What is a painting?

Having struggled with the definition of art, I found myself fundamentally questioning what is a painting? The stimulus for this was reading about Gerhard Richter’s Strip Paintings one of which I had seen at Tate Modern. The Tate website says that although Richter refers to the Strip works as paintings “despite their name they have no actual paint on their surface. The digital prints are laminated onto aluminium behind a thin layer of Perspex. It is significant, however, that Richter refers to the Strip works as paintings, since this indicates a widening idea of what a painting might be in a digital age”.

Examples of the paintings can be seen on Richter’s website.

So what is a painting?

If one considers that painting is the application of a pigment (paint) to a medium (e.g. canvas or paper) by a person (an artist) most usually using an implement (a brush or possibly a palette knife). This seems fairly simple. But in the same way would the application of a pigment (Ink) to a medium (e.g. paper) by a person (a Gerhardt Richter) using an implement (a computer and printer) constitute a painting?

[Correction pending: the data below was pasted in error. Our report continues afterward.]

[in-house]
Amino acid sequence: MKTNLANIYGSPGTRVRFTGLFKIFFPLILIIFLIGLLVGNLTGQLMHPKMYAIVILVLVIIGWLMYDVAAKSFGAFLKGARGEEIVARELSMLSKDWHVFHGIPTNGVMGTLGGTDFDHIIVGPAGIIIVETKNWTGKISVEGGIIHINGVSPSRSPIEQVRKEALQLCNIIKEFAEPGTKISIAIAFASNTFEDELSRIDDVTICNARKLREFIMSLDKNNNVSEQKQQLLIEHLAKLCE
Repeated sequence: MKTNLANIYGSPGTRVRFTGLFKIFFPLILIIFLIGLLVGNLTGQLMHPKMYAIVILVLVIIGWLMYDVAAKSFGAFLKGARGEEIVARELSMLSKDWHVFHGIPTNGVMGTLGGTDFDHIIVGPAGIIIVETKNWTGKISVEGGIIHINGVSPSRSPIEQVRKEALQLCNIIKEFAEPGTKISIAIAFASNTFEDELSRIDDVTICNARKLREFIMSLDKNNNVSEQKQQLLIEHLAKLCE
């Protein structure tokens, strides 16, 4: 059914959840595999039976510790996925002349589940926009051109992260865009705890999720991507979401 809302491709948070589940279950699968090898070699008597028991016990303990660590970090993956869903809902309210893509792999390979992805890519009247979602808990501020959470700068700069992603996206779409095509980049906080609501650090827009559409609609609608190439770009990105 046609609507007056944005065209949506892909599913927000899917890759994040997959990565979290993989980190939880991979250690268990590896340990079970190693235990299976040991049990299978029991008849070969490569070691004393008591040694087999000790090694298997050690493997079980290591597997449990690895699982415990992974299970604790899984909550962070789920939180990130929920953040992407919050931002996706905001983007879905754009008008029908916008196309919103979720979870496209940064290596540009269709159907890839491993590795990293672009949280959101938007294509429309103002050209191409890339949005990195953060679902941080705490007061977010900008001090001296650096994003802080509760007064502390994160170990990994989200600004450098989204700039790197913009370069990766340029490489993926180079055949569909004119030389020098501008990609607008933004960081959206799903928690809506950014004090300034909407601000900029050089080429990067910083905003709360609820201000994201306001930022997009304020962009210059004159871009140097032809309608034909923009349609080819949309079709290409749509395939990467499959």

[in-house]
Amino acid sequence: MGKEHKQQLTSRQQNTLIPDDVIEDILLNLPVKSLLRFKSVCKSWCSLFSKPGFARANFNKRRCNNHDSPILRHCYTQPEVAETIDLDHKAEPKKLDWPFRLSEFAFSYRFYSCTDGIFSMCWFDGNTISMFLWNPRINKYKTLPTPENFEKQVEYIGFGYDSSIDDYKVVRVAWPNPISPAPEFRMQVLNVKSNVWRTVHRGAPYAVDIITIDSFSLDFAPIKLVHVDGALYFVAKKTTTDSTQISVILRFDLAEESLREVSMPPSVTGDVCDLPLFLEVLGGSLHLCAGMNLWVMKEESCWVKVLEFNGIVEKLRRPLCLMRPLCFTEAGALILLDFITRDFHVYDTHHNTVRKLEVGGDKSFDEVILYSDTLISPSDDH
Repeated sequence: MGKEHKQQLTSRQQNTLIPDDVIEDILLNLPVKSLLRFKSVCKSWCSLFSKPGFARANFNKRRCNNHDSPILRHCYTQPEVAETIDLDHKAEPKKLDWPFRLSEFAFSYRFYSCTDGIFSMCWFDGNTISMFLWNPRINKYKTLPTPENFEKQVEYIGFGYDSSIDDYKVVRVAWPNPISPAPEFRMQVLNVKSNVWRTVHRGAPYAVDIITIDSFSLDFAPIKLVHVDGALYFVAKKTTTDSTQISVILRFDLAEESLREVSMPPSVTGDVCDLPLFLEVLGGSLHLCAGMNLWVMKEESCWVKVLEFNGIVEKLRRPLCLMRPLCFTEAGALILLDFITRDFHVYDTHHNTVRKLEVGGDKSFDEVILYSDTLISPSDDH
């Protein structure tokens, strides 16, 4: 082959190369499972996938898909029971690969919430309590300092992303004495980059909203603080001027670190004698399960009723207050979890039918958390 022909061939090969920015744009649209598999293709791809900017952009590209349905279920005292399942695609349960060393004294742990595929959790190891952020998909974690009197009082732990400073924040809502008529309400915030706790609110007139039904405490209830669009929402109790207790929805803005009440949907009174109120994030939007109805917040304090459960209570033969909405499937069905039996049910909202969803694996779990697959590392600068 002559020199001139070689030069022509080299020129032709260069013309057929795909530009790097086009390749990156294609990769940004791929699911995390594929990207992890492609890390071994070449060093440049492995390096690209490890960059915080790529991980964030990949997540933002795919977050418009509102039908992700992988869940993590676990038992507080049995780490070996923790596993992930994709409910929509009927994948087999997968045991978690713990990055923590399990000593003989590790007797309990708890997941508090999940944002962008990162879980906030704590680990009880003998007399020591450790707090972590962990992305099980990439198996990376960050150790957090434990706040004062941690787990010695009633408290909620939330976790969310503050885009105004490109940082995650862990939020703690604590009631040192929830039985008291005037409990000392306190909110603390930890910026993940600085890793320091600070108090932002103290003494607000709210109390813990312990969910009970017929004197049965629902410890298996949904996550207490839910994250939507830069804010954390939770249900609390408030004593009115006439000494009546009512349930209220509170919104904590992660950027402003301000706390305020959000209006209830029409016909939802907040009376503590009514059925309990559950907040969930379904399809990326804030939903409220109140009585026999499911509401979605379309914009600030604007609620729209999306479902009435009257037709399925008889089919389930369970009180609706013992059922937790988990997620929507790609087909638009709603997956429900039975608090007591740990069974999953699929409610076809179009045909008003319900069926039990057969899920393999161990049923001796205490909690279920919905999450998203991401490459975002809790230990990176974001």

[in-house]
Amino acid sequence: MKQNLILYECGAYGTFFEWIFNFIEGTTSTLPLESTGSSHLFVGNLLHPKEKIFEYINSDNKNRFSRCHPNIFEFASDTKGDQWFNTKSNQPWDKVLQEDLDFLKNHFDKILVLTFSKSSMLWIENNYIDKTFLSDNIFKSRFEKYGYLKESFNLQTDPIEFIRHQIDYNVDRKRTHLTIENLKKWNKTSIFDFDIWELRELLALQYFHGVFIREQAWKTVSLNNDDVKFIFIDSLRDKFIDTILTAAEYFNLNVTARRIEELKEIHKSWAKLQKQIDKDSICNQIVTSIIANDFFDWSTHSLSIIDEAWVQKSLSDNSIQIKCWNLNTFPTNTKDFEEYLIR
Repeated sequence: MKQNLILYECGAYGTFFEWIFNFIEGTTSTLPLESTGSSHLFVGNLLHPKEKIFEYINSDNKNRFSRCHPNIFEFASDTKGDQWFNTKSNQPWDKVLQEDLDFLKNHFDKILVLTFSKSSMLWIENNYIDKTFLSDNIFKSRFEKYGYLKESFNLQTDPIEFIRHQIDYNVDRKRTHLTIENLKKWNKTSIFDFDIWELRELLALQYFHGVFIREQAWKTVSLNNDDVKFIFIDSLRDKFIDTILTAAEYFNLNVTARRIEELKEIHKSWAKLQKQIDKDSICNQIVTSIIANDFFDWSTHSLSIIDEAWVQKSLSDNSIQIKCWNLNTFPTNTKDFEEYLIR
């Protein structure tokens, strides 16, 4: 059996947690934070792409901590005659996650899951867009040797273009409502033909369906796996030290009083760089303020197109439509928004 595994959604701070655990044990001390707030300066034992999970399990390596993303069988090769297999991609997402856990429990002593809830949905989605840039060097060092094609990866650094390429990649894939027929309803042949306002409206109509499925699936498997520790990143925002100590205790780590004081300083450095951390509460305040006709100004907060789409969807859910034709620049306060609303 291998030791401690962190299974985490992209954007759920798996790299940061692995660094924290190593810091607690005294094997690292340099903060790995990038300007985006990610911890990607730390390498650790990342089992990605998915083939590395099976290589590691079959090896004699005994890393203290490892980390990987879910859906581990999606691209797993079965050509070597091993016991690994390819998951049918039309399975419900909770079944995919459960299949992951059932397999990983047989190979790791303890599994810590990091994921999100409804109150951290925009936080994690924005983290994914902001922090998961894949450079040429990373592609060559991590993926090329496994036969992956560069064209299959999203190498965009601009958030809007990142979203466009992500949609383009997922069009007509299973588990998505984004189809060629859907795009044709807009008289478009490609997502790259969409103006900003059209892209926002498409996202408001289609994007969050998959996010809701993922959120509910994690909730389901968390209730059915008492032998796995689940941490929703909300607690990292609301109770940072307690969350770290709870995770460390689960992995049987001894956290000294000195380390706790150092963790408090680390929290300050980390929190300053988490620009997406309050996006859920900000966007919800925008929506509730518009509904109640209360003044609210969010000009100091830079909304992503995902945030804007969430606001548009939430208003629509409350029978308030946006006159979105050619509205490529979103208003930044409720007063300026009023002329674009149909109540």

Arguments could be made either way as to what constitutes a painting – does it require direct application of a pigment by an artist to produce a unique piece of work? Does the latter process simply produce a print rather than a painting? Is what David Hockney produces on an iPad a painting of any description?

I think that perhaps we need to be less concerned with definition and to recognise the huge changes that technological advances will effect in our conception of art. Artists have always applied pigment to a medium using the tools available to them. Does our conception of an historic view of what art is dictate what we are prepared to call a painting? Does it matter that there should be a distinction between a painting and print? I think that it was always taken that paintings were unique one-off products whereas prints (whether etchings, lino cuts, engravings et cetera) will be produced in a limited volume. But what if the artists use the computer and printer to create a single, unique image and in some way prevent the possibility of further copies being produced. Is it a print or painting? And does it matter?


Tate website reference